An interview with Dr Timo Borst
The free encyclopaedia Wikidata is the largest collaboratively generated collection of Open Data worldwide. The data contained in Wikidata are interlinked and freely usable for everyone at any time. The platform currently comprises over 90 million data objects and there are around 25,000 active editors. Wikidata is therefore the most intensively used database within the Wikimedia community.
The fundamental idea of Wikidata is to create a language-independent factual database that keeps available encyclopaedic knowledge in machine-readable form for Wikipedia and also other content providers. But what role does Wikidata play in the context of Open Science? We talked with Dr Timo Borst), head of the ZBW department “Innovative Information Systems and Publishing Technologies”, who deals with software developments at the ZBW.
What is the importance of Wikidata for research, in your opinion?
As a data hub or generally-valid and quasi “neutral” knowledge base, Wikidata is a superb port of call for verifiable Open Data. From a data technology aspect, Wikidata forms the basis for Open Science. The “hub” supports open working, even if this database was not primarily developed for research purposes, for example in the sense of a repository for research data. Information specialists and scientists can perform “data curation” in the form of shared data maintenance, without first having to go through elaborate editing or release processes.
Particularly in biomedical research, but also in the humanities, there are some interesting initiatives and also findings on this. Wikidata has been practising the FAIR principles regarding the findability, accessibility, interoperability and reusability of its data from the very beginning. This database is not so much a reflection of current data-based research – Wikidata regards itself, according to its own policy, explicitly as a “secondary database” – but much more the materialisation of an encyclopaedic knowledge, which is also the basis of data-driven research.
Added to this is the fact that it is possible to communicate via certain entities – concepts, persons, places or events – using Wikidata identifiers and/or the respective linked identifier systems directly via the Web and/or in corresponding applications. In this sense, Wikidata also offers the model for a consistently web-based science communication.
Have you already benefited from Wikidata in your projects or developments?
Yes, definitely. At the ZBW we do information-scientific research and development in the broadest sense by collating, evaluating and processing meta information into specialist information. Here, Wikidata is an extremely comprehensive source for formal metadata, for example in the context of journals. I was recently amazed myself at how many journal titles Wikidata contains and about the number of links that exist to other identifier systems such as those of ISSN, Scopus or Open Citations. Wikidata is more complete than any publishing system or many other bibliographical aggregators.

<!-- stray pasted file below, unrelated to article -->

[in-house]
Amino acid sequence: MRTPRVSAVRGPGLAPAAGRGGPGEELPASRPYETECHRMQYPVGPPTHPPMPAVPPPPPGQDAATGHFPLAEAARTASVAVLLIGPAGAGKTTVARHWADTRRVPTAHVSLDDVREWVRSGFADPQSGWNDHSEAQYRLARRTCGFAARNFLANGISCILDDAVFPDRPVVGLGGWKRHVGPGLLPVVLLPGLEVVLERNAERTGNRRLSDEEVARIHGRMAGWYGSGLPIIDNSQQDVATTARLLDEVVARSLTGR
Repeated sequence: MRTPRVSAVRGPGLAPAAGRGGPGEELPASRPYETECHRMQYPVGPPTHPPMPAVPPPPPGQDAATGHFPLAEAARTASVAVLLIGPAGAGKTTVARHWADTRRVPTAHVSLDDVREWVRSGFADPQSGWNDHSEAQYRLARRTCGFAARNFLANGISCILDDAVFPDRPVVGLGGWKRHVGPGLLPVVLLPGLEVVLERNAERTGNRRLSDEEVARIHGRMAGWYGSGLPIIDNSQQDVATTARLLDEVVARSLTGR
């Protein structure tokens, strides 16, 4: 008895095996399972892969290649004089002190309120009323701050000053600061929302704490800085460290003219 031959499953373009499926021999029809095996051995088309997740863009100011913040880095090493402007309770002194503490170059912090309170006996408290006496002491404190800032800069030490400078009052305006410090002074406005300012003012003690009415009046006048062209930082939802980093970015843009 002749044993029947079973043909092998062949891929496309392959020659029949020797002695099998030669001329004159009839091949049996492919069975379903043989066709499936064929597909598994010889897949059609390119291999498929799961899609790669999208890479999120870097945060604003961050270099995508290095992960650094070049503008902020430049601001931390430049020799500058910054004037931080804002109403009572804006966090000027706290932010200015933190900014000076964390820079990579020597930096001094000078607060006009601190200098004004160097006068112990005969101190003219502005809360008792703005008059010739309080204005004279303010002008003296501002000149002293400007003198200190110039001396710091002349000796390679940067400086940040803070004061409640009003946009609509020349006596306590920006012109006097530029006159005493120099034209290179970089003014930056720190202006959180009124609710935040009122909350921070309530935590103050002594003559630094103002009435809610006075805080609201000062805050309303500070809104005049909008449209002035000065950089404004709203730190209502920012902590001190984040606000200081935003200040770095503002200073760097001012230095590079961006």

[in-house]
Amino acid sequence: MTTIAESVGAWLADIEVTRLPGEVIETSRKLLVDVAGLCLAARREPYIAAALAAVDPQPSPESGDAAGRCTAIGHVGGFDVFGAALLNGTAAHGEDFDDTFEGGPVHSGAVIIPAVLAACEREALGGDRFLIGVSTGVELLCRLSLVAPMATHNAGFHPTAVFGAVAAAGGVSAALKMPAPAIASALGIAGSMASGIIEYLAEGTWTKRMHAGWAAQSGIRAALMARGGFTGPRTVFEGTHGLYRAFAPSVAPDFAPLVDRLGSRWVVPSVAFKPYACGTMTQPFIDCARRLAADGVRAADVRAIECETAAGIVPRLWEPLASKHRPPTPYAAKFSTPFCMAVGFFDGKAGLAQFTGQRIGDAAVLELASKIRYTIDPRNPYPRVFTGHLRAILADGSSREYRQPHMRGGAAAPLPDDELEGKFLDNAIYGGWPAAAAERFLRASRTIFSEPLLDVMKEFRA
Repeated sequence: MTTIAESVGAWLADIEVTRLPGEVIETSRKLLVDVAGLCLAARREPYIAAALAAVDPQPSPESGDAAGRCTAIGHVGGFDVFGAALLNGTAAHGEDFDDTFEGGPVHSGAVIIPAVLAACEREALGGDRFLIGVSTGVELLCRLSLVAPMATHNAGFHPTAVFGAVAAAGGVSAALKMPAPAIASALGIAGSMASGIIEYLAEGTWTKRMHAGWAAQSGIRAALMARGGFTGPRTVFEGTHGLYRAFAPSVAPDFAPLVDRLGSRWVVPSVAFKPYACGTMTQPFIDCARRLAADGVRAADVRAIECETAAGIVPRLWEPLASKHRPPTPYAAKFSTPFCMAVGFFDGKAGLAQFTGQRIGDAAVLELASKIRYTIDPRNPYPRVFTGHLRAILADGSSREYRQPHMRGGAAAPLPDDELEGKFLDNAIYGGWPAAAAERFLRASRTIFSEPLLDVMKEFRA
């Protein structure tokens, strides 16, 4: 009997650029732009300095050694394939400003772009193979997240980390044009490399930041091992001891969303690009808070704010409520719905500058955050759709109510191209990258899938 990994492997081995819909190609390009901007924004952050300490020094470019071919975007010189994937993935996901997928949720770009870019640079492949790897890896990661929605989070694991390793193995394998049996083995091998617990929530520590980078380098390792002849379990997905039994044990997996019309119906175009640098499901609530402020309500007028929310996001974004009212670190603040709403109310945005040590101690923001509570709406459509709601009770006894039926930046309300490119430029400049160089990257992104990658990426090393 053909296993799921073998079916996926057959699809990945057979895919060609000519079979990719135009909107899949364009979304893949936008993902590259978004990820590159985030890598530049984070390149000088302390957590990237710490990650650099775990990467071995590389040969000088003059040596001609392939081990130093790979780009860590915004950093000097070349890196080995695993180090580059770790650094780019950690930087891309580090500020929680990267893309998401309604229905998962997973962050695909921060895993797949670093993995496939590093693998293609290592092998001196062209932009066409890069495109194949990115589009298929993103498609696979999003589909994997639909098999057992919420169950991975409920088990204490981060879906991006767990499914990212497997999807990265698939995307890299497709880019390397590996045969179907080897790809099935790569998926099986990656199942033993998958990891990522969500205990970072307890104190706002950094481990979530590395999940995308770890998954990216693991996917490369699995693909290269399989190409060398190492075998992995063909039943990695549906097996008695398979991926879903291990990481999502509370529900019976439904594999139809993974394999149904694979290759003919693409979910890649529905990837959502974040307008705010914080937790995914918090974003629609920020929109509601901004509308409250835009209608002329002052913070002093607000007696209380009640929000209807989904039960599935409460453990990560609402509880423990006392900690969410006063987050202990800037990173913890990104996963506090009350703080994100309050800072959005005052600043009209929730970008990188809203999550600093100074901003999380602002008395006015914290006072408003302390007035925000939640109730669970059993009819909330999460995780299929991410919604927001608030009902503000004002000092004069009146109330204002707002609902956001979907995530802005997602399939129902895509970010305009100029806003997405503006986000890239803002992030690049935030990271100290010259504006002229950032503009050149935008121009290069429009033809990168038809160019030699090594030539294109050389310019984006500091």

The fact that Wikidata is not based on one or several content providers, nor on any specific project consortium means that there are links from all possible contributing communities. And we have only considered the consumption side as yet here – Wikidata naturally also offers excellent opportunities to contribute with one’s own Open Data, preferably via programmes and machine interfaces. It is also possible, where appropriate, – after an internal proposal and review procedure – to introduce new properties as well, thereby expanding the data schema of Wikidata.
And Wikidata as a jointly enriched data source: What were your experiences here?
We have enriched Wikidata with our data at various points: We have linked descriptors from our STW Thesaurus for Economics with economic concepts available in Wikidata to create, among other things, entry points in our holdings search. In the context of a so-called “data donation” we have added data and links to thousands of dossiers with digitalised newspaper articles on well-known historical personalities – including some economists – who are featured in Wikidata.
And we have expanded the information on economic researchers listed in Wikidata with the RePEc ID, which is particularly common in this discipline, and with the Integrated Authority File Identifier (GND-ID). We are currently using the latter ourselves in the context of our EconBiz Author Profiles, although this expanded information is naturally also available to all third parties at any time – because that is ultimately the idea of transparent and collaborative scholarship in the sense of Open Science: making one’s own findings and work results available for re-use by oneself and others.
Examples of the usage scenarios of Wikidata in research:
- Science Forum: Wikidata as a knowledge graph for the life sciences
- Expansion der Wikidata-Strukturen für Coronaforschung
- Comprehensive data collection on genome information
- Using Wikidata to build an authority list of Holocaust-era ghettos
- Archive guide to the German Colonial Past
Wikidata links of the ZBW:
Examples for links of Wikidata items with STW Thesaurus for Economics descriptors:
Examples for links of Wikidata items to persons with press material (you can find the link to ZBW data in the section “identifiers” as property “PM20 folder ID”)
Examples of EconBiz author profiles that are supplemented with Wikidata (the link is located at the end of the right infobox on the respective person):
We spoke to Dr Timo Borst.
This text has been translated from German
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